What Are Flex Dollars?
Schools or employers will issue flex dollars for purchasing items such as meals, covering health costs, or other expenses. Flex dollars are usually either an electronic currency or a portion of an employee's wage structure. Flex money accounts typically work on a declining balance system similar to a debit card. An individual using the flex dollar account decides how to spend funds; whenever funds are spent, it reduces the account balance.
- Schools or employers will issue flex dollars for purchasing items such as meals, covering healthcare costs, or other expenses.
- Flex dollars are sometimes a portion of an employee's wage structure or benefits plan.
- Universities and other schools will use flex dollar accounts to facilitate students' purchase of food and snacks under the school's meal plan.
How Flex Dollars Work
There are two common uses for flex dollars. The first is in a university or other educational setting. The second use is employer-issued funds for the elective use by an employee.
Universities and other schools will use flex dollar accounts to facilitate students' purchase of food and snacks under the school's meal plan. Flex dollars are usually intended for in-between-meal food purchases. Most tuition plans will include a separate overall meal plan which covers a set number of meals each month. The flex spending plan works in conjunction with the standard program to cover smaller purchases.
Typically, an electronic encoded, wallet-sized debit card stores information for the flex dollar account. The storage card may also be the student's school identification card. The card is linked to the account and is used through a card reader or an online system. Debit cards that carry flex dollars eliminate the need for students to carry cash for small purchases.
Some schools have on-campus dining establishments that offer discounts for students paying with flex dollars. Also, many on-campus vending machines accept flex dollar cards. Students or parents may check the account balance and add funds to a flex dollar account through an online portal.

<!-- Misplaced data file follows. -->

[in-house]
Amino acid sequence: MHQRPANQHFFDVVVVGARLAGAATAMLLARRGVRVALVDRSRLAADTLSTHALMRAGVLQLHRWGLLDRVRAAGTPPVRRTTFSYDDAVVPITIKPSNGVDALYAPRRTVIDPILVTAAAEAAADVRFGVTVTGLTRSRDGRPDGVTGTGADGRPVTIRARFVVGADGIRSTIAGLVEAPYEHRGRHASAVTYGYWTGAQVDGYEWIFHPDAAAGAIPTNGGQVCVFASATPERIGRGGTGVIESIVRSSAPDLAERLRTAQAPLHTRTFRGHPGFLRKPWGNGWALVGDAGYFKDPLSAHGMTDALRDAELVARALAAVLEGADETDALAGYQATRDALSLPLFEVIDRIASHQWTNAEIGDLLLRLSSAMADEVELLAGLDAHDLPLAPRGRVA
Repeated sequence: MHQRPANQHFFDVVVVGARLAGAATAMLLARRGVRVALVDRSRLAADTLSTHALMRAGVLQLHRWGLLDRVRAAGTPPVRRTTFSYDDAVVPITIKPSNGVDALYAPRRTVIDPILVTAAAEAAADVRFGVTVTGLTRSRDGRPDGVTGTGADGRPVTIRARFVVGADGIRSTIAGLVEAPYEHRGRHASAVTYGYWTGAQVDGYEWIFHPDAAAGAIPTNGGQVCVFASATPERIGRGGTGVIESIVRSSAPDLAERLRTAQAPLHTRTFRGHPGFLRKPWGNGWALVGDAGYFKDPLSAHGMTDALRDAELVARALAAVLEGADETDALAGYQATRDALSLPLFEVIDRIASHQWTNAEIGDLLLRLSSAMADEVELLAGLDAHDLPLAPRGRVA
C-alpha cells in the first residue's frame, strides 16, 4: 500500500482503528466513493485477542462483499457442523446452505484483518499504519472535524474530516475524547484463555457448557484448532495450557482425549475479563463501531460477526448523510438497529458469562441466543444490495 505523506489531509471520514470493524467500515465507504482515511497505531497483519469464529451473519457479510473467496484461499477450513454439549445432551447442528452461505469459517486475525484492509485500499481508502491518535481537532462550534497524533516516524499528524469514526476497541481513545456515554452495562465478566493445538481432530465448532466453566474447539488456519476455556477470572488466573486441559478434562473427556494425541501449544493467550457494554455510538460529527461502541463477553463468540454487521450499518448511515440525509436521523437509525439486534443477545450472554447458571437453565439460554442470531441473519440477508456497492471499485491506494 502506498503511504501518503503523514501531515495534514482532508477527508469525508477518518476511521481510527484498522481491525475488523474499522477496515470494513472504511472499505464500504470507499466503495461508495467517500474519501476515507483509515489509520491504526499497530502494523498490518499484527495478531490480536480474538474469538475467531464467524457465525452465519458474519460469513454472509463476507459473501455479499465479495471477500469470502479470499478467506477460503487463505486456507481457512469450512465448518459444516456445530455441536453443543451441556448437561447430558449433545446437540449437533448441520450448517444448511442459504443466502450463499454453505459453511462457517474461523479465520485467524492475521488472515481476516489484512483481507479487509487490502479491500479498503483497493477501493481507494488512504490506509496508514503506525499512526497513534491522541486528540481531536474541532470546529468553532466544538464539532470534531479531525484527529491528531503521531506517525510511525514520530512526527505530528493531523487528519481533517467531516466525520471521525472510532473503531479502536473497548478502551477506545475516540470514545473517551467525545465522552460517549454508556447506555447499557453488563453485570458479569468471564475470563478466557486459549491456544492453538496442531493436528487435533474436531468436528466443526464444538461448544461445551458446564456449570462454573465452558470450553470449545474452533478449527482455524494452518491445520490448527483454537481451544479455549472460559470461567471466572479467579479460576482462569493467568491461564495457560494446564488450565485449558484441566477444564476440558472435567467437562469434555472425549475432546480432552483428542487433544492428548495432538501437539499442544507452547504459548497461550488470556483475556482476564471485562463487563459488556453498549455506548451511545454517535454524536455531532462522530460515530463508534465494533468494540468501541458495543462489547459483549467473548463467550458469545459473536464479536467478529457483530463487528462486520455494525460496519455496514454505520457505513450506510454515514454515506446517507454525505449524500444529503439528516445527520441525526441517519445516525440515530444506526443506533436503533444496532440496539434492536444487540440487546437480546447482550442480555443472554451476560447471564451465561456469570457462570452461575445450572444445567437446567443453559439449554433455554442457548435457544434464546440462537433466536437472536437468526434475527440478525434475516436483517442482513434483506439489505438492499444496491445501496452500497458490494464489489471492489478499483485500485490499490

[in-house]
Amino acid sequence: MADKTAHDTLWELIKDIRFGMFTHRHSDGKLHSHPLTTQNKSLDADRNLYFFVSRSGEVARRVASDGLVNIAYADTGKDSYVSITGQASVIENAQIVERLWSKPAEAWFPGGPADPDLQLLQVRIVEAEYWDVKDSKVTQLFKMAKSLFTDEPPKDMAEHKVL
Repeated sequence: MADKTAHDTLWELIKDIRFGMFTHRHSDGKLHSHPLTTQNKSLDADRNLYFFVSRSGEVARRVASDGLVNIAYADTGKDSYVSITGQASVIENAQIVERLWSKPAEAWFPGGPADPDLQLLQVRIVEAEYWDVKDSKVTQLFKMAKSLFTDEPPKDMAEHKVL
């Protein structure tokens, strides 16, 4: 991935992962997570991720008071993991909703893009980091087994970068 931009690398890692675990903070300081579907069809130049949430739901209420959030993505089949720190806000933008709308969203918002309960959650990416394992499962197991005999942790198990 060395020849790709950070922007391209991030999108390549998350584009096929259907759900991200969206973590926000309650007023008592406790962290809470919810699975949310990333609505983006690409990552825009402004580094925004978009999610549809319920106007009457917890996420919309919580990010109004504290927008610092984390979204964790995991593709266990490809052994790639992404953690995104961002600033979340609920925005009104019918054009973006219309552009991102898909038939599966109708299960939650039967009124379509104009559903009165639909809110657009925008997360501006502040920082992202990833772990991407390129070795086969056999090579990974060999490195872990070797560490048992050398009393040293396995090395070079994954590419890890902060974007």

Employees may also be granted flex dollars by their employer as a part of their wages or benefits package. One common usage of flex dollars is for an employee's health insurance spending plan, also called a flexible spending account (FSA). An FSA is a type of savings account that provides the account holder with specific tax advantages. Set up by an employer for an employee, the account allows employees to contribute a portion of their regular earnings to pay for qualified expenses. In most cases, these funds are reserved for medical expenses, although they may also be used to cover dependent care expenses.
With FSA accounts, employees have the flexibility to choose their benefits from a menu of possible plans. The design of some plans focuses on employees with families, while others focus on single employees. Employees decide how to spend their allotted flex dollars until they are used up. FSA accounts allow employees to assign coverage to only the benefits that they feel are most necessary.
Some companies provide basic benefits coverage and may add flex dollars as an option for better coverage. It is up to the issuing company or organization to determine what happens to unused flex dollars. For example, some organizations will allow flex dollars to be rolled over into the next calendar or billing year, while others will operate under a policy that mandates flex dollars must be used within a certain time frame or they are forfeited.
Flex Dollars Example
For example, assume an employee receives $1,000 each year in flex dollars to spend on dental, vision, and prescription drug costs that their employer's health plan doesn't cover.
The employee may choose to divide the funds evenly over the course of the year, use the flex dollars as costs arise, or use the whole amount on one large bill. If a dental emergency comes up, they may decide to use the entire $1,000 at one time to help pay the dental bill. Or the employee may use a portion to help with the dental bill–for example, $500–and leave the other $500 available for other dental, vision, or prescription bills that come up over the rest of the year.